More than once, Krylinn repeats this familiar campfire tale after the younger children have fallen asleep.
Once, not long ago, there was a man named Cylas Flinch who made his meager living as a gravedigger and caretaker of cemeteries. He was a quiet man, skinny, and pale, timid and unkempt. Some laughed that it was no wonder he was such a good caretaker, for he was as dead as those he served, but that was just a jibe. In truth, he was as alive as you or I, for his heart beat quickly for a young maiden of Appledore in Heligioland’s northeast, whose mother had died, and who would visit the cemetery late at night, when the rest of the house slept, for her father had remarried and the household had nothing but scorn for the departed or the maiden.
Lurking in the darkness, Cylas would see the poor girl praying by the light of a lantern at her mother’s grave, but he was too timid to speak to her, for he knew she would be fearful to be approached by one such as he so late in the night. There in the graveyard, Cylas Flinch would get as close as he dared, then hide behind a tombstone and watch the poor girl at her prayers, his passions so inflamed that, one night, he took his pale skinny member from his trousers and churned it so that he spilled his seed right there on the ground. The girl heard his moan of passion and cried out, “Is someone there?” Ashamed, Cylas Flinch ran away.
The next morning, as he went about his duties, Cylas Flinch came upon the gravesite where he had hidden and found its dirt unpacked, its stone overturned, footprints around the disturbed sod. Fearful that someone had seen him in his shame and vandalized the grave as a prank, he hurried away, and tried to banish the thought from his mind as he finished his day’s work.
He returned home that evening to find something waiting for him. It sat still as a stone in his chair, stinking of rot and mud, staring, human of shape, but monstrous of visage and uncanny of bearing. “Who are you?” Cylas demanded. It said nothing. “Up from my chair! Out of my house!”. It obeyed.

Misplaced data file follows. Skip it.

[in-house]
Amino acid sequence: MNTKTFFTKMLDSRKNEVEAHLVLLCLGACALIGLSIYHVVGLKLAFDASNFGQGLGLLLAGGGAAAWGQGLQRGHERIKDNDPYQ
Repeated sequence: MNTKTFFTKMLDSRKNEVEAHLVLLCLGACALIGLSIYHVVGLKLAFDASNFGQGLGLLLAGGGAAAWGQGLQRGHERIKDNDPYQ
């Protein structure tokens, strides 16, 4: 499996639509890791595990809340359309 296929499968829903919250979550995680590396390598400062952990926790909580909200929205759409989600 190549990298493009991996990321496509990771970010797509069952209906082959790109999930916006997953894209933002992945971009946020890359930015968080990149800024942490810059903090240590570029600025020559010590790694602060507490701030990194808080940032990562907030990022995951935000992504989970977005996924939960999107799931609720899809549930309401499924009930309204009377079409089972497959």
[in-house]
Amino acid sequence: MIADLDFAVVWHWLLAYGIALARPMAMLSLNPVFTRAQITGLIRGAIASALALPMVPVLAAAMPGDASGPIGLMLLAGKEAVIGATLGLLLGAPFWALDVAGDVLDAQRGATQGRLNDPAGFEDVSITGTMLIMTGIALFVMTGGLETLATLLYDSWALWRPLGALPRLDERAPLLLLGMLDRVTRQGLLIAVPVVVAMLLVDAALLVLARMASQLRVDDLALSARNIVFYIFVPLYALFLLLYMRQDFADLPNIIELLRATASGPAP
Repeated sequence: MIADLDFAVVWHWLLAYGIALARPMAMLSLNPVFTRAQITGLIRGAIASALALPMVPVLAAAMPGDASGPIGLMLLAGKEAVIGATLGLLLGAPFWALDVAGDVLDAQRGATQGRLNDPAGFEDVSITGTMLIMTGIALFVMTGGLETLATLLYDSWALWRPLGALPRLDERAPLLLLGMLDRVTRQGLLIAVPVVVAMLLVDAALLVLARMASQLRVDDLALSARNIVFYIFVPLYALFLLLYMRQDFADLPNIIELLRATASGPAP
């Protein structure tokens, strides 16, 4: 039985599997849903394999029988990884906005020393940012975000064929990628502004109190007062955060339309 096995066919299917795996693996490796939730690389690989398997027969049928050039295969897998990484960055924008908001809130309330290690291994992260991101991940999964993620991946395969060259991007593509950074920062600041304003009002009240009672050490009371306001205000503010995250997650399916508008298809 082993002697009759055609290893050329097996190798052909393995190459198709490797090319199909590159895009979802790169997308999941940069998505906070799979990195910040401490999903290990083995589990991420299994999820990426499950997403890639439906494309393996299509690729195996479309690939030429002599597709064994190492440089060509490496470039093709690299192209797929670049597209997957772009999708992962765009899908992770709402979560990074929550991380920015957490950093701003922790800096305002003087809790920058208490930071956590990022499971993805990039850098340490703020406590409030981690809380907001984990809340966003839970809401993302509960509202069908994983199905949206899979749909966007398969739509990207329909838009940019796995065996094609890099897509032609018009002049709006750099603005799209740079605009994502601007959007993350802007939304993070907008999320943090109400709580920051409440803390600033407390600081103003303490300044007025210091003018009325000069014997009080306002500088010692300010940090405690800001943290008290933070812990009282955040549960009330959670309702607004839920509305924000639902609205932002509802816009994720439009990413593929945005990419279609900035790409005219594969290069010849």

So Cylas learned of his power over the dead. A mighty power, indeed, but not the sort to woo a young maiden. Nonetheless, Cylas tried.
He would command his rotting thralls to steal trinkets from nearby houses and leave them at her mother’s grave. When he learned that the baker’s son had taken a liking to the maiden, he had one of his minions follow the boy on a delivery and bash in his skull with a rock. So it went for awhile, but the walking dead do not go unnoticed, though tales of them are often dismissed from sheer hope that they may not be true.
The whispers became loud enough that the local constable was pressed to investigate. He visited the cemetery and its caretaker, Cylas Flinch.
By this time, Cylas Flinch had neither the ability nor the desire to hide his doings. His cabin reeked of rot. Corpses and their bits lay about his dirt floor. Cylas said to the constable: “Disturb me again and I will raise up your father and a host of corpses to bugger his bones. If you wish my minions to cease their doings, then bring me the maiden I love. Then I will leave your town in peace, but the graveyard will ever be my fiefdom.”
The maiden’s family had little love for her and were only too happy to be rid of the mopey girl who reminded them so of her dead mum. The townsfolk agreed that she should be sacrificed for the greater good, and the Maiden did not object. The next evening, she walked alone into the cemetery to meet Cylas Flinch.
He presented himself to her before a beautiful alabaster sarcophagus deep in the graveyard, dressed in finery he had taken from a rich man recently dead. His hair was oiled to a shine and he held fresh flowers, for the Day of the Dead had recently passed.
He bowed low and said “Welcome, my bride, to your new home. I am Lord, here, and you are my Lady. We will make it a loving home indeed.”
She spit on the ground before him and said “You killed the baker’s son and you’ve sullied the dead of our village! I am here because I must be here, but I will never love you.”
It is said that, as Cylas Finch raged, graves opened across the Heligiolands and far to the south. Throughout the land, the dead walked. And, though corpses shed no tears, those who still remember that night swear the dead were weeping.
The maiden survived the ordeal and lived a long life, though she never wed. Today, she is dead and buried in Appledore. None know what became of Cylas Flinch. Some say he died in his grief, but commanded himself to continue walking these lands . Some say he took up with bandits out west. Some say he never left Appledore and visits the maiden’s grave when the moon is new, spilling his seed on her grave-dirt, hoping she will rise. Yet, still, somehow, she refuses him.